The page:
(1st place — 30 pounds, 6 ounces)
Men like Kevin VanDam make their own destiny. Chance has no place in their world. They aren't interested in odds, luck or waiting for someone else to put them into the right position. They know what they want and they go get it.
After a less than stellar performance in the first postseason event on Lake Jordan, with his fifth Toyota Tundra Bassmaster Angler of the Year title in serious jeopardy, VanDam knew he had to find the right fish — fish big enough to give him the win. And so, that's what he did.
"I really didn't have any choice. It was win or lose. There was no in between. After a short time on the water in practice I realized that the fish I needed were feeding on shad and were located over relatively shallow sandbars near islands, cuts, washouts and creeks with some current moving across them.
"We had a lot of rain last week which caused the water level to fluctuate, so they kept moving from one bar to the next. But they were always feeding on shad, always over sand and always in the current. I targeted them with a variety of Strike King lures to take advantage of what I'd figured out in practice."
When his fish were shallow — mostly on the first day — he threw a Sexy Shad finished Strike King Pro-Model Series 1 SS (super shallow) crankbait on 17-pound-test Bass Pro Shops XPS Signature Series Fluorocarbon Line. The heavier line forced the bait to run shallower than normal, no more than a foot deep.
When his crankbait bite slowed, he switched to a Strike King Caffeine Shad on the same 17-pound-test line. Most of the time he'd twitch it along. Occasionally, however, he'd burn it for a few feet and then kill it dead still in the water to force reluctant bass to take another look at his offering.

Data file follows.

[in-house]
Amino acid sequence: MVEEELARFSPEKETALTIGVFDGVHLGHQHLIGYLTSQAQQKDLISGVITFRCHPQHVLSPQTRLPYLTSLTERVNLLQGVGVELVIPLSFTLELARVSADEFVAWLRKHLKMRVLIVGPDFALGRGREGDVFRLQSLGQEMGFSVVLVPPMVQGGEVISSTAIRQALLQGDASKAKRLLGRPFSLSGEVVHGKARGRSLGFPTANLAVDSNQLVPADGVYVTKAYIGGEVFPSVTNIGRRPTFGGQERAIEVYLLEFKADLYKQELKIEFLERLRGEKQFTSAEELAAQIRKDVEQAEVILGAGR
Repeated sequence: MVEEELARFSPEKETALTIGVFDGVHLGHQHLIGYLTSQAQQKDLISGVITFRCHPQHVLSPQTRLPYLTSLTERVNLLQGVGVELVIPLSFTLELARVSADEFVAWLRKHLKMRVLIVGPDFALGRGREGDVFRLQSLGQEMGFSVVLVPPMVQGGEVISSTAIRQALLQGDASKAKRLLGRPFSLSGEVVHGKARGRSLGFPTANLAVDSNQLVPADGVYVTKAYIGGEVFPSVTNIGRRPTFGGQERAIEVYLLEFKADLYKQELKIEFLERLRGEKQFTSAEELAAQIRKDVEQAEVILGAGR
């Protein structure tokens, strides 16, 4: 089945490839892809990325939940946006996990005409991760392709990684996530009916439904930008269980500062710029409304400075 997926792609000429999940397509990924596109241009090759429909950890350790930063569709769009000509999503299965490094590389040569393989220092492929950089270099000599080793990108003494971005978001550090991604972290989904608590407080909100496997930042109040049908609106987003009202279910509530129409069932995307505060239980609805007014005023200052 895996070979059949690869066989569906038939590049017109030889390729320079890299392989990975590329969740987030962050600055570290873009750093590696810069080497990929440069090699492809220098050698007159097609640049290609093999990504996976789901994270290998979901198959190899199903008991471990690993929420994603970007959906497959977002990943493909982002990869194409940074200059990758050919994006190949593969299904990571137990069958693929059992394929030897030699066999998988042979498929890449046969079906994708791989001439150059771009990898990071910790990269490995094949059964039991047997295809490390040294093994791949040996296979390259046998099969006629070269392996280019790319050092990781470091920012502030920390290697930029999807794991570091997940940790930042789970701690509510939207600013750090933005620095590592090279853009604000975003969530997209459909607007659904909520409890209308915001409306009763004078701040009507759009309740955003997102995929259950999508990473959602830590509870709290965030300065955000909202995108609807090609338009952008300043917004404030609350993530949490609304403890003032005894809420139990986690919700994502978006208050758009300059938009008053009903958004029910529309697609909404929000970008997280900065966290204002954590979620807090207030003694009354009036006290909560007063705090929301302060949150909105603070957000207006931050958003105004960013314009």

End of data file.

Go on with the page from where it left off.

On the second day, when his bigger bass were holding deeper, VanDam tossed a Strike King Pro-Model Series 5 crankbait (Sexy Shad, of course) on 12-pound-test Bass Pro Shops XPS Signature Series Fluorocarbon Line. When that bite slowed he cranked a Shadalicious plastic swimbait on a 3/8-ounce jighead using the same line.
"It was a matter of following the current and keeping track of the depth of the bite. I only caught two or three bass from each spot. Once the school scattered I got out of there and fished another bar. It was important to let the bass settle down and regroup.
"That was the only way I could keep the bite going. I had a lot of spots I'd developed in practice, so moving around wasn't a problem. This tournament was an example of the importance of having enough spots to last the whole tournament. That's critical in competitive fishing."
VanDam threw his Series 1 and Series 5 crankbaits on a 7-foot, 10-inch Quantum KVD Tour PT Cranking Rod (medium-heavy action) and a Quantum KVD Tour Reel (5.4:1 gear ratio.).
He fished his plastics with a 7-foot, 4-inch Quantum KVD Tour PT Cranking Rod (medium action) and a Quantum KVD Tour Burner Reel (7.3:1 gear ratio.).